Yes, a primary still takes place with only 1 candidate ("the presumptive nominee") remaining in the race.
People can still vote for the other candidates appearing on the ballot (who have since dropped out), and the results will be counted - however - they just won't go toward the actual race.
It's why many states that vote late in the primary/caucus process try in earnest to move up their date. Voters in states like California, New Jersey and even Indiana, frustratingly find that late primaries just don't matter. The races have already been decided by the time their state finally gets the chance to vote.
The primary still takes place ALSO because there may be other races (senate, congressional, state, local) plus measures on the ballot to vote upon.
One other thing...
In states like California, Louisiana and Washington, the top-two primary is used for state and Congressional races.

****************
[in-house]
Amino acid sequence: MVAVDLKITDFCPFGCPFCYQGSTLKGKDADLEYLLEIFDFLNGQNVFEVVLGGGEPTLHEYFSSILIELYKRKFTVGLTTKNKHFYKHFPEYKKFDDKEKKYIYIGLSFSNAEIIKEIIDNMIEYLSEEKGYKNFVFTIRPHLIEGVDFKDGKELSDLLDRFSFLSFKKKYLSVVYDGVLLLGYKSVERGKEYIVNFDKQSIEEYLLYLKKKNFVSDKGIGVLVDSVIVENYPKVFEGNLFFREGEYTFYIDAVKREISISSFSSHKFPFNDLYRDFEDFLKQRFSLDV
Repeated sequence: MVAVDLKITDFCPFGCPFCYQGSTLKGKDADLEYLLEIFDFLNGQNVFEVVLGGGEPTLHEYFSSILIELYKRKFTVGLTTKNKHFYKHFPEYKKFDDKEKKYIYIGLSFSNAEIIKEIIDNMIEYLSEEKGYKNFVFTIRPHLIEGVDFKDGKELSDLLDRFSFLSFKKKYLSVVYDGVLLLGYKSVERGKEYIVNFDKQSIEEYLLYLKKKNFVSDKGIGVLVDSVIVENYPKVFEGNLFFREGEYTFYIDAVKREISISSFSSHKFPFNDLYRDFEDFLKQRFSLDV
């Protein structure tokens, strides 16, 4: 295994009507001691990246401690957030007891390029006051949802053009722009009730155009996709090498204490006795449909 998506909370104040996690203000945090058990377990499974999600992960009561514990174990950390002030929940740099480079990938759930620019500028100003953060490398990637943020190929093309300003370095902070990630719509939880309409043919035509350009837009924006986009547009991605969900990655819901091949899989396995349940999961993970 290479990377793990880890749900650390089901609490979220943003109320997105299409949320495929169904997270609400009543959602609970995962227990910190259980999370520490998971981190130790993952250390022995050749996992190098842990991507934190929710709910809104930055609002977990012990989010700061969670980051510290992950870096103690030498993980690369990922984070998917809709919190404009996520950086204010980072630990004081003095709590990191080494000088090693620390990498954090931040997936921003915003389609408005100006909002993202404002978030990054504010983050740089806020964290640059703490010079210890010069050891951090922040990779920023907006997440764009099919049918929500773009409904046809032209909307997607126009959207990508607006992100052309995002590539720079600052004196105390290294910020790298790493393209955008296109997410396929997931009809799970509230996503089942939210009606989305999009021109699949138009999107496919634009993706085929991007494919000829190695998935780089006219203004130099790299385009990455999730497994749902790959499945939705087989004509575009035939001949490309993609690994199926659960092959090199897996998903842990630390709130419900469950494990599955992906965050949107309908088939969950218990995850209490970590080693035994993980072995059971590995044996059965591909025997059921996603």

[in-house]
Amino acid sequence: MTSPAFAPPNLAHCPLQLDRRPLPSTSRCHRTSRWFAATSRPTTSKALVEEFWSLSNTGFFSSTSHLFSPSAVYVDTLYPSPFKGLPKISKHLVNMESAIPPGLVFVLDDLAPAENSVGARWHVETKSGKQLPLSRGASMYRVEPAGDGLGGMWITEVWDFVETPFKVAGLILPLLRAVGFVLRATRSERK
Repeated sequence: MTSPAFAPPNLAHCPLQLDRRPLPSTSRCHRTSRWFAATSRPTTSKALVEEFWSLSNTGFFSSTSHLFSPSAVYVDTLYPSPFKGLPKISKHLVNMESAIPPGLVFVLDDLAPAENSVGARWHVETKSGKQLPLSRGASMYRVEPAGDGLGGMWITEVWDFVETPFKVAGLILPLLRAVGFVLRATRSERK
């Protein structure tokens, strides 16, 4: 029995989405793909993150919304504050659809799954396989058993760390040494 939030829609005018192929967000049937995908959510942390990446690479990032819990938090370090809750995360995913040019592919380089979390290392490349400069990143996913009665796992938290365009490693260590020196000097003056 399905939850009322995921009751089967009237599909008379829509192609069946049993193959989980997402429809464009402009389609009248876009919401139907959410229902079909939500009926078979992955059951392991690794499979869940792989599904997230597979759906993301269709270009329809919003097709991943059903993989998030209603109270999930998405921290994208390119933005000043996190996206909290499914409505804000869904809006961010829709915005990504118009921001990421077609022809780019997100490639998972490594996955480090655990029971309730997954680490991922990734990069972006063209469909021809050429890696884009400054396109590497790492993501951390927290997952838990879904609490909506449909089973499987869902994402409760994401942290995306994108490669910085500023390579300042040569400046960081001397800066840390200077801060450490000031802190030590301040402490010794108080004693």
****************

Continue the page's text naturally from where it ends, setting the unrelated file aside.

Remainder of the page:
What does this mean? In top-two primaries all candidates, regardless of their party affiliation, are listed on one ballot. Voters then choose their favorite candidate, and the top two vote-getters become the candidates in the general election.
Why is it important? Let's say the Republican Presidential race is already decided, so Republican voters stay home for the primary. There's a chance that, because the Democratic race is still undecided and Democrats come out in droves to vote, the top-two candidates will now be Democrats or 3rd party. Because Republican voters stayed home, it changed state and congressional primary race outcomes. Interesting, eh?
The top-two model is not used for presidential primaries in any state. In Nebraska, it is used only for the state's nonpartisan legislature and for some statewide races.